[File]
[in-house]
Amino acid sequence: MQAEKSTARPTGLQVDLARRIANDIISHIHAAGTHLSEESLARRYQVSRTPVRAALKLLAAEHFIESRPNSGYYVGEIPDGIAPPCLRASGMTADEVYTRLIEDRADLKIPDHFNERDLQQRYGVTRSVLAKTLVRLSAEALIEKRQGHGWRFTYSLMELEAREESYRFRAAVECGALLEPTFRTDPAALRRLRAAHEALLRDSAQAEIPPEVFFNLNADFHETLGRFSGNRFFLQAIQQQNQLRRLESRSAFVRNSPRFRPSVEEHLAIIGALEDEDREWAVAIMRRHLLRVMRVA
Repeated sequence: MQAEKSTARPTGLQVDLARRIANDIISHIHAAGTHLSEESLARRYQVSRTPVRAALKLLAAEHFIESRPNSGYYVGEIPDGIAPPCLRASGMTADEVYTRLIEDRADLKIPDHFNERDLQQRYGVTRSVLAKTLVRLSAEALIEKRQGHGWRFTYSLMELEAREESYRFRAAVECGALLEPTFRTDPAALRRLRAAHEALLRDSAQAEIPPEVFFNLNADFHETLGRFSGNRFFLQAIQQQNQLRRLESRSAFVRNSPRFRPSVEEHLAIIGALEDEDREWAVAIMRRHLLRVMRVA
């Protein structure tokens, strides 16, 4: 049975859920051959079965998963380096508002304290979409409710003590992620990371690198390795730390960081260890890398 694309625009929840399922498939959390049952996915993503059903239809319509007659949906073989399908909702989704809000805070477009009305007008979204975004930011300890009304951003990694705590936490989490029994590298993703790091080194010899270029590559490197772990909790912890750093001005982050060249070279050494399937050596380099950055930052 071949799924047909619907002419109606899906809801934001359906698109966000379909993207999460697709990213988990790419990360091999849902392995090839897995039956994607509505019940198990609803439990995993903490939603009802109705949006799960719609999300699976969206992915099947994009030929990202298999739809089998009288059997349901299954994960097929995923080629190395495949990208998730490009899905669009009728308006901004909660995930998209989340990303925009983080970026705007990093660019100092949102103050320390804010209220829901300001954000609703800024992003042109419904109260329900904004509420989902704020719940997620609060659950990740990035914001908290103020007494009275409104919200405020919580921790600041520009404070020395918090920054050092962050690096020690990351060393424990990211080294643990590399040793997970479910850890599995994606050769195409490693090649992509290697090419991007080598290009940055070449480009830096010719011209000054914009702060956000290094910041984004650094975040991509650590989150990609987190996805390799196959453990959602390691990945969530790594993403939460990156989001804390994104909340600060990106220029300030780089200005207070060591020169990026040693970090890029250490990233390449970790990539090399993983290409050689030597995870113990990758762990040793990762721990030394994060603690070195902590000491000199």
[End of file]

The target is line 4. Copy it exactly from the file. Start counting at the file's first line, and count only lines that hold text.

């Protein structure tokens, strides 16, 4: 049975859920051959079965998963380096508002304290979409409710003590992620990371690198390795730390960081260890890398 694309625009929840399922498939959390049952996915993503059903239809319509007659949906073989399908909702989704809000805070477009009305007008979204975004930011300890009304951003990694705590936490989490029994590298993703790091080194010899270029590559490197772990909790912890750093001005982050060249070279050494399937050596380099950055930052 071949799924047909619907002419109606899906809801934001359906698109966000379909993207999460697709990213988990790419990360091999849902392995090839897995039956994607509505019940198990609803439990995993903490939603009802109705949006799960719609999300699976969206992915099947994009030929990202298999739809089998009288059997349901299954994960097929995923080629190395495949990208998730490009899905669009009728308006901004909660995930998209989340990303925009983080970026705007990093660019100092949102103050320390804010209220829901300001954000609703800024992003042109419904109260329900904004509420989902704020719940997620609060659950990740990035914001908290103020007494009275409104919200405020919580921790600041520009404070020395918090920054050092962050690096020690990351060393424990990211080294643990590399040793997970479910850890599995994606050769195409490693090649992509290697090419991007080598290009940055070449480009830096010719011209000054914009702060956000290094910041984004650094975040991509650590989150990609987190996805390799196959453990959602390691990945969530790594993403939460990156989001804390994104909340600060990106220029300030780089200005207070060591020169990026040693970090890029250490990233390449970790990539090399993983290409050689030597995870113990990758762990040793990762721990030394994060603690070195902590000491000199």